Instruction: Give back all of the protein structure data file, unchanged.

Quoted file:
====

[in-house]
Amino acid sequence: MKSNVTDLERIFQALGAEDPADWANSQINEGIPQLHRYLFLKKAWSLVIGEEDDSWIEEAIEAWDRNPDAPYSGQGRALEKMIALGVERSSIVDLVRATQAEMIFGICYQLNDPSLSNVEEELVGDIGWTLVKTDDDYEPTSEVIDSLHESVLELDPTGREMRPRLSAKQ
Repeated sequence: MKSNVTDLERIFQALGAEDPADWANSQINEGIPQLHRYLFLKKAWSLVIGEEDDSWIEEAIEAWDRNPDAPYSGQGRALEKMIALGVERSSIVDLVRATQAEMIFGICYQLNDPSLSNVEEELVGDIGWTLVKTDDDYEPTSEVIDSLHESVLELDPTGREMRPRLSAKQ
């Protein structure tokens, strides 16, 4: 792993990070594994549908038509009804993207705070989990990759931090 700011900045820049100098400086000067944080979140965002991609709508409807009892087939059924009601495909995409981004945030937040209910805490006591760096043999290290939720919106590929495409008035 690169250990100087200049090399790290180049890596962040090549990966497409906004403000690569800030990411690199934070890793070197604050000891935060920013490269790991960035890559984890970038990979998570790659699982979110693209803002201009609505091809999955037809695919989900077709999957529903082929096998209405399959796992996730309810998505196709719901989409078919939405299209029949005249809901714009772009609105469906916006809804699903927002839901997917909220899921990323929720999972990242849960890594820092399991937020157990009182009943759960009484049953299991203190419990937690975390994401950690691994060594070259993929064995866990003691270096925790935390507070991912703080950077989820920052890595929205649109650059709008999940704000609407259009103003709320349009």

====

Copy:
[in-house]
Amino acid sequence: MKSNVTDLERIFQALGAEDPADWANSQINEGIPQLHRYLFLKKAWSLVIGEEDDSWIEEAIEAWDRNPDAPYSGQGRALEKMIALGVERSSIVDLVRATQAEMIFGICYQLNDPSLSNVEEELVGDIGWTLVKTDDDYEPTSEVIDSLHESVLELDPTGREMRPRLSAKQ
Repeated sequence: MKSNVTDLERIFQALGAEDPADWANSQINEGIPQLHRYLFLKKAWSLVIGEEDDSWIEEAIEAWDRNPDAPYSGQGRALEKMIALGVERSSIVDLVRATQAEMIFGICYQLNDPSLSNVEEELVGDIGWTLVKTDDDYEPTSEVIDSLHESVLELDPTGREMRPRLSAKQ
């Protein structure tokens, strides 16, 4: 792993990070594994549908038509009804993207705070989990990759931090 700011900045820049100098400086000067944080979140965002991609709508409807009892087939059924009601495909995409981004945030937040209910805490006591760096043999290290939720919106590929495409008035 690169250990100087200049090399790290180049890596962040090549990966497409906004403000690569800030990411690199934070890793070197604050000891935060920013490269790991960035890559984890970038990979998570790659699982979110693209803002201009609505091809999955037809695919989900077709999957529903082929096998209405399959796992996730309810998505196709719901989409078919939405299209029949005249809901714009772009609105469906916006809804699903927002839901997917909220899921990323929720999972990242849960890594820092399991937020157990009182009943759960009484049953299991203190419990937690975390994401950690691994060594070259993929064995866990003691270096925790935390507070991912703080950077989820920052890595929205649109650059709008999940704000609407259009103003709320349009």